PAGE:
80. Creative and innovative teaching

“Before, we pupils didn’t have any opportunities to be creative or innovative, but now we are learning new things from our teacher and from our friends, families and surroundings,” explains a happy ninth-former in Nepal.

Teachers in Nepalese schools used to rely on a classic textbook-oriented approach; they taught the children what was in the textbooks. Things are different now. With Finland’s support, 800 Nepalese teachers attended extension studies in 2013–2016 and learned new working methods which they can use to support their students’ learning capabilities and develop their abilities to seek and apply information. Now, the Nepalese teacher education is based on a student-oriented approach, and the focus is on identifying children’s learning difficulties. A great transformation has been that now teachers share their experiences and learn from each other.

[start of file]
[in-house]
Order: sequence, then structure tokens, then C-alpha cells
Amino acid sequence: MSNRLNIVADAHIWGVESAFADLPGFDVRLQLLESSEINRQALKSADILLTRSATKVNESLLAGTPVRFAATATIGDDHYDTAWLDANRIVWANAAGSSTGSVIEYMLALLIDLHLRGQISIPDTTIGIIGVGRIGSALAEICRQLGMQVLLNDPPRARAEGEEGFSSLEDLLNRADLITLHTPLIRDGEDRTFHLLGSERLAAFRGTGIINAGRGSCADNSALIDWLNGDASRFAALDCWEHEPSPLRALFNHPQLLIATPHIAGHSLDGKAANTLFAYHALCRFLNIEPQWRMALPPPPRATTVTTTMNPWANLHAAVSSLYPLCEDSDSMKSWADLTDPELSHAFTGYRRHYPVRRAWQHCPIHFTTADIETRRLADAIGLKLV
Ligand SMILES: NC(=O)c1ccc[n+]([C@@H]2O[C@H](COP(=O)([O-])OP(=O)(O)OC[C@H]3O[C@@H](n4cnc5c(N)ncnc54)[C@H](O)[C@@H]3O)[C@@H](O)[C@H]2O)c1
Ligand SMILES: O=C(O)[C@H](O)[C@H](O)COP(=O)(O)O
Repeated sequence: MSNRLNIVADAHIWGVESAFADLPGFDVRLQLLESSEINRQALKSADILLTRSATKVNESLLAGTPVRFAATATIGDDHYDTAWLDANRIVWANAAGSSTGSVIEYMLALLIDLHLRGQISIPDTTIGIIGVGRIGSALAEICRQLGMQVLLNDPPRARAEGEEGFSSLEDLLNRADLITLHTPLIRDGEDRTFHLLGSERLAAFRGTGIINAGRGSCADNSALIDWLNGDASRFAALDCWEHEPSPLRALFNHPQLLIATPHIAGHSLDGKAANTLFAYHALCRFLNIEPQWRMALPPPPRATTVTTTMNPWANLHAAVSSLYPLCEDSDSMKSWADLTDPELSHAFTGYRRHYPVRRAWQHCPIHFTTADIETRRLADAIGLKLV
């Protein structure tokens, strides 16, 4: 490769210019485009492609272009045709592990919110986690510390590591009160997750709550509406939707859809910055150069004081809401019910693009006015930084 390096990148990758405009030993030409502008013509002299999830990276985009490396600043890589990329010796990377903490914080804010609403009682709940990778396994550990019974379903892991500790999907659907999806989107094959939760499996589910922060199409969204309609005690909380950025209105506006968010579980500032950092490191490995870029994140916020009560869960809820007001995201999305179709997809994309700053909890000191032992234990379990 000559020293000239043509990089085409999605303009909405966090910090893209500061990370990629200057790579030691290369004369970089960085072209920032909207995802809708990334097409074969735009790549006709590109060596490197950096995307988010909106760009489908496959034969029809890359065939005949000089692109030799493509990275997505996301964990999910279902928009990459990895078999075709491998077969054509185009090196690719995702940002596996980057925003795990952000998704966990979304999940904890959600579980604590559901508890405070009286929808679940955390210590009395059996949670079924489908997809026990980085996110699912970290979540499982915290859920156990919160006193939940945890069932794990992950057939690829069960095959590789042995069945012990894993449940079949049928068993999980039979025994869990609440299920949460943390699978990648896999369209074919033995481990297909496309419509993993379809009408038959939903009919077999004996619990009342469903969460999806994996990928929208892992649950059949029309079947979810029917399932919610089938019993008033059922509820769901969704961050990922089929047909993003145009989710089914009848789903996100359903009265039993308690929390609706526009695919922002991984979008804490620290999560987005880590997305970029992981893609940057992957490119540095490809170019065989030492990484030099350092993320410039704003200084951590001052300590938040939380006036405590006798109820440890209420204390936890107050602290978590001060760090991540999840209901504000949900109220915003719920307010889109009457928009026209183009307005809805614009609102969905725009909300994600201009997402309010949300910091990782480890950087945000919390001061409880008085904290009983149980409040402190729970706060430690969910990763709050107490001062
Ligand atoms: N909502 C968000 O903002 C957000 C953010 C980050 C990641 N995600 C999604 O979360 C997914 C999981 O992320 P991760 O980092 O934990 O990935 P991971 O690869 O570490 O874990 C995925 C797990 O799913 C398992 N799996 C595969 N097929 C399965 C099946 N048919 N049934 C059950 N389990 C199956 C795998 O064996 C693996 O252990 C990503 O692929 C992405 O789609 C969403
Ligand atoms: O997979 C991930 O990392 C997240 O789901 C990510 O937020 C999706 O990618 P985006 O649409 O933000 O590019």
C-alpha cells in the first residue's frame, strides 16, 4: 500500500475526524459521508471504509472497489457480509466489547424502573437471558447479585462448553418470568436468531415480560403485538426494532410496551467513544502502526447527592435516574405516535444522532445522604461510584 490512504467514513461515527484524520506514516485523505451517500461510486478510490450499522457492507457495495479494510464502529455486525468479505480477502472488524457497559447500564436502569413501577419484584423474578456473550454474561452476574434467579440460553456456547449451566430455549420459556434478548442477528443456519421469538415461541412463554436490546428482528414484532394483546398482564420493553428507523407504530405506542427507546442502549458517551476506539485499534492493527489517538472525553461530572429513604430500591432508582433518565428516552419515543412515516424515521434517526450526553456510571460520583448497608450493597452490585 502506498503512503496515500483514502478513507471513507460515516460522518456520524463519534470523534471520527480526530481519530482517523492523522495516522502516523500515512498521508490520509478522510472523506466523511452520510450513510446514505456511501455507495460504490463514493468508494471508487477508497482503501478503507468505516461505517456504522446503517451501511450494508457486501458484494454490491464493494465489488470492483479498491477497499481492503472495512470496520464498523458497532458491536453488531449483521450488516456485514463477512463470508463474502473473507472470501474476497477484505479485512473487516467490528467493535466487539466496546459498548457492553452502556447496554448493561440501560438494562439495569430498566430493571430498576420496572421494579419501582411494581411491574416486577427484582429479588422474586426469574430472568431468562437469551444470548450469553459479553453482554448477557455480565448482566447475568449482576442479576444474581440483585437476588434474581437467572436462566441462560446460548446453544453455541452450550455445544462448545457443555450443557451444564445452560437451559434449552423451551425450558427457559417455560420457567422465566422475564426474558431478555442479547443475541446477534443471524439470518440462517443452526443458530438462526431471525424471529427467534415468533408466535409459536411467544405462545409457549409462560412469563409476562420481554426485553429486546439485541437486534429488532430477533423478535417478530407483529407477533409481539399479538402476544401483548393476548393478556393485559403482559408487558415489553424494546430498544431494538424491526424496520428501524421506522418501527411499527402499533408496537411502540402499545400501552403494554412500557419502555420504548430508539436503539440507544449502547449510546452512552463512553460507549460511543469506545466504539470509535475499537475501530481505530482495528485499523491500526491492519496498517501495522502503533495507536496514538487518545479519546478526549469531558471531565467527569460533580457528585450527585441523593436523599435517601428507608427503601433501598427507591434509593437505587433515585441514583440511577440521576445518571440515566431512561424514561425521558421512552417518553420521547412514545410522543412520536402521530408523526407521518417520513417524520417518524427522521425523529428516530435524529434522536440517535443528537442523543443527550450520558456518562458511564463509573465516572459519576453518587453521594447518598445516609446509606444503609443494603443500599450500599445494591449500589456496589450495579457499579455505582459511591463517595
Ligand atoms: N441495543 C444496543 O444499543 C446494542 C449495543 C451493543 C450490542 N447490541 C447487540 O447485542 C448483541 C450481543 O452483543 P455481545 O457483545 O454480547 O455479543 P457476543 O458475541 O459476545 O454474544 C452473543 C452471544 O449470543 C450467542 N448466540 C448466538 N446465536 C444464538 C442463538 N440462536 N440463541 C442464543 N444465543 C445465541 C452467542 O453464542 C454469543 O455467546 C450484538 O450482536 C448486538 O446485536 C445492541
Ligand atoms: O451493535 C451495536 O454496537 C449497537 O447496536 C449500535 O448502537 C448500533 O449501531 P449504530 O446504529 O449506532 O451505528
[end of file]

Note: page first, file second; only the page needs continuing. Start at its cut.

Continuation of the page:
Finland has supported the efforts to develop Nepalese education in a number of ways. In 2011–2012, for example, Finland supported the introduction of national learning outcome assessments for eight-formers. The Ministry of Education in Nepal has since continued the practice. At present the projects Finland is supporting in Nepal include the reform of curricula and learning materials for the ninth- and tenth-formers.

Photo: Erja-Outi Heino, graphics: Juho Hiilivirta

Development policy priority Other development

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